## How to get indices of a sorted array in Python

python argsort descending

python sorted

numpy sort array by another array

numpy sort descending

python sort while keeping index

sort two arrays based on one python

the function that returns the indices of the sorted elements.

I have a numerical list:

myList = [1, 2, 3, 100, 5]

Now if I sort this list to obtain `[1, 2, 3, 5, 100]`

.
What I want is the indices of the elements from the
original list in the sorted order i.e. `[0, 1, 2, 4, 3]`

--- ala MATLAB's sort function that returns both
values and indices.

If you are using numpy, you have the argsort() function available:

>>> import numpy >>> numpy.argsort(myList) array([0, 1, 2, 4, 3])

http://docs.scipy.org/doc/numpy/reference/generated/numpy.argsort.html

This returns the arguments that would sort the array or list.

**how to return index of a sorted list?,** You can use the python sorting functions' key parameter to sort the index array instead. >>> s = [2, 3, 1, 4, 5] >>> sorted(range(len(s)), key=lambda k: s[k]) [2, 0, NumPy: Get the indices of the sorted elements of a given array. NumPy Sorting and Searching: Exercise-5 with Solution. Write a NumPy program to get the indices of the sorted elements of a given array.

Something like next:

>>> myList = [1, 2, 3, 100, 5] >>> [i[0] for i in sorted(enumerate(myList), key=lambda x:x[1])] [0, 1, 2, 4, 3]

`enumerate(myList)`

gives you a list containing tuples of (index, value):

[(0, 1), (1, 2), (2, 3), (3, 100), (4, 5)]

You sort the list by passing it to `sorted`

and specifying a function to extract the sort key (the second element of each tuple; that's what the `lambda`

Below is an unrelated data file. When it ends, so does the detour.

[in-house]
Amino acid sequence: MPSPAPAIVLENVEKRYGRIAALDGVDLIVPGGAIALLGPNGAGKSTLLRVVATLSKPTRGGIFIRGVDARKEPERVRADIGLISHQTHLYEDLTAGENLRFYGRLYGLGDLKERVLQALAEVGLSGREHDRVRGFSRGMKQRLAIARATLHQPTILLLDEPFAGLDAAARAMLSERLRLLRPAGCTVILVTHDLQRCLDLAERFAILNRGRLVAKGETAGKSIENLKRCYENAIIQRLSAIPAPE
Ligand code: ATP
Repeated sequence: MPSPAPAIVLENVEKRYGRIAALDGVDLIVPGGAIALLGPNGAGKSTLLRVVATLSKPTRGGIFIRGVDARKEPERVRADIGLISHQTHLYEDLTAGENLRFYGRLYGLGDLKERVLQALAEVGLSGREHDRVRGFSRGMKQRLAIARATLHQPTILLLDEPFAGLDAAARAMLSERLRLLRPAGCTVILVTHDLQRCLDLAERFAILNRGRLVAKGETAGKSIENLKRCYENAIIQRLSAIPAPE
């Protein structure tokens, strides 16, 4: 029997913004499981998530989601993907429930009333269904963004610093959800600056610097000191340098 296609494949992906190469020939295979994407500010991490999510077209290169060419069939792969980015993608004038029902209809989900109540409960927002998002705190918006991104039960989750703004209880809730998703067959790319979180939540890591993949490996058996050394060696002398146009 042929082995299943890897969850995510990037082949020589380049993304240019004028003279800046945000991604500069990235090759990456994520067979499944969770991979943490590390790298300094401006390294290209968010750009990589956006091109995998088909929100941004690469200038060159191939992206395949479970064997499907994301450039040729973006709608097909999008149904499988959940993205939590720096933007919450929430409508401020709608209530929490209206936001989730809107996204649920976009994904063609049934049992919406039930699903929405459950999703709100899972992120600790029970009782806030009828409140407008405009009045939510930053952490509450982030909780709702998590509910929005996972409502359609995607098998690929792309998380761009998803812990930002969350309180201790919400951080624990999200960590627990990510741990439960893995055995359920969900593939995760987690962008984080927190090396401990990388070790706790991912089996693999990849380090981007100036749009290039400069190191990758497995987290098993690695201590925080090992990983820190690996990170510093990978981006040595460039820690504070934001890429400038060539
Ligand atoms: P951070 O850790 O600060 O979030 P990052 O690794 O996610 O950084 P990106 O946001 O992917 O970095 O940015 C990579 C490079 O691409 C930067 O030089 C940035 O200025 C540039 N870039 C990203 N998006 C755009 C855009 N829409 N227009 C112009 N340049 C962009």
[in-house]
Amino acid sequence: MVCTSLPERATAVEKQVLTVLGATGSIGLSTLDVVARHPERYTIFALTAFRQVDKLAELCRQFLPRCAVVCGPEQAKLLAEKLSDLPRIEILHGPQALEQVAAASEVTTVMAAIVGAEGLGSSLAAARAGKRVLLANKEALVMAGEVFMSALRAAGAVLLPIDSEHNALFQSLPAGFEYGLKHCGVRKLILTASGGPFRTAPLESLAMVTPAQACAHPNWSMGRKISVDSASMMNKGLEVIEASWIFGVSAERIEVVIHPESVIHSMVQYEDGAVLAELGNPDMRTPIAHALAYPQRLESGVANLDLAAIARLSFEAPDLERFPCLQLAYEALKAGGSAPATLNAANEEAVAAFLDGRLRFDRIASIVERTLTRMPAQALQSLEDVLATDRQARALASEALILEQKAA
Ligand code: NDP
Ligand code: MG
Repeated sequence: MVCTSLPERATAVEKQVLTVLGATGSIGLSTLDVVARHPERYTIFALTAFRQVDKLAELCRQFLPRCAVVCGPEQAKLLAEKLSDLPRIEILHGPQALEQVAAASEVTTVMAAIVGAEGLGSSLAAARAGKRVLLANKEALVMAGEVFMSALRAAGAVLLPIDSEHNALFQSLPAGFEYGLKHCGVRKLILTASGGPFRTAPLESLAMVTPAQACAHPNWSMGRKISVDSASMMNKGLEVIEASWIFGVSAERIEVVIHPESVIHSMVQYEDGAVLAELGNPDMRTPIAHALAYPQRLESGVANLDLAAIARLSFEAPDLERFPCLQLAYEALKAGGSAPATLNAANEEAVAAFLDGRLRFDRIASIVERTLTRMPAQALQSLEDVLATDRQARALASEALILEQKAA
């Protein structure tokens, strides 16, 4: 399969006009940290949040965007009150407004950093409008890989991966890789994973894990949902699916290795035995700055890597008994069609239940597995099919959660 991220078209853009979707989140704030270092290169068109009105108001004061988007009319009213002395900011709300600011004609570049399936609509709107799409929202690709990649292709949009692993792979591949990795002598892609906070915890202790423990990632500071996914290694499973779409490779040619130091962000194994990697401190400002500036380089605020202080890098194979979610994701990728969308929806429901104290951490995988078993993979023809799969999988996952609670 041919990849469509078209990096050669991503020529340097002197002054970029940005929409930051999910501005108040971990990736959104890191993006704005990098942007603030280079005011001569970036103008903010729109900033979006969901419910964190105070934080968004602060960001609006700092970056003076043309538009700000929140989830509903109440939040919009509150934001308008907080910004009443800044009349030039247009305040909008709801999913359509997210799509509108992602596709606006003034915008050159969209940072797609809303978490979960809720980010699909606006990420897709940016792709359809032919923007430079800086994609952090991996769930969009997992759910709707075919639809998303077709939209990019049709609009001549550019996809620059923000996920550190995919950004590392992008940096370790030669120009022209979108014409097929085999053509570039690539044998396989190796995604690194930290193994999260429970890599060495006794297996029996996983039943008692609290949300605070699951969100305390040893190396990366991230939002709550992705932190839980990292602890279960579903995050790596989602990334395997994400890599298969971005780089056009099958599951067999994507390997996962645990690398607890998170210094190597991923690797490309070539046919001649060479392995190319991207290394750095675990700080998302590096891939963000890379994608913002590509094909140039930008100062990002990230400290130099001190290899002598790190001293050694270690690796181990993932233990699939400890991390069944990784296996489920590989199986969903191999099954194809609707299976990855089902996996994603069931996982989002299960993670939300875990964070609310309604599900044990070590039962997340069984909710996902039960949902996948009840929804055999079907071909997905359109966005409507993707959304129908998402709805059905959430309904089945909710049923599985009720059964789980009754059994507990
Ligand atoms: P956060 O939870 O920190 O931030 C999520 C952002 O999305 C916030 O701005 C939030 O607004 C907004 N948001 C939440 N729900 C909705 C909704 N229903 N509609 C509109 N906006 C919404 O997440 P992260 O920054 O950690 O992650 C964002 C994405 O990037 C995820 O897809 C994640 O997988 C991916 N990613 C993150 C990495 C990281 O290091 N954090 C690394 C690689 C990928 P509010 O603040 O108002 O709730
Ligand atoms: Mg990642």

is for. Finally, the original index of each *sorted* element is extracted using the `[i[0] for i in ...]`

list comprehension.

**numpy.argsort,** argsort. Returns the indices that would sort an array. Perform an indirect sort along the given axis using the algorithm specified by the kind keyword. It returns an array of indices of the same shape as a that index data along the given axis in sorted order. This function in numpy returns the indices of the sorted array instead of the array elements. In the below example we take the array, print its elements along with the index for each element. Then we apply the argsort function which gives us the indices of sorted array as a result and the result is also an array.

myList = [1, 2, 3, 100, 5] sorted(range(len(myList)),key=myList.__getitem__) [0, 1, 2, 4, 3]

**Python,** Python | Returning index of a sorted list. Sort a list in python and then return the index of elements in sorted order. Examples: s = numpy.array([ 2 , 3 , 1 , 4 , 5 ]). What is a Structured Numpy Array and how to create and sort it in Python? How to sort a Numpy Array in Python ? Python Numpy : Select an element or sub array by index from a Numpy Array; numpy.arange() : Create a Numpy Array of evenly spaced numbers in Python; How to get Numpy Array Dimensions using numpy.ndarray.shape & numpy.ndarray.size() in

The answers with `enumerate`

are nice, but I personally don't like the lambda used to sort by the value. The following just reverses the index and the value, and sorts that. So it'll first sort by value, then by index.

sorted((e,i) for i,e in enumerate(myList))

**numpy.argsort() in Python,** Return : [index_array, ndarray] Array of indices that sort arr along the specified axis.If arr is one-dimensional then arr[index_array] returns a sorted arr. Code #1 :. An overview on how to sort a list, tuple or object in Python, using the built-in sorted method. You can set the sort algorithm, or sort your own objects.

Updated answer with `enumerate`

and `itemgetter`

: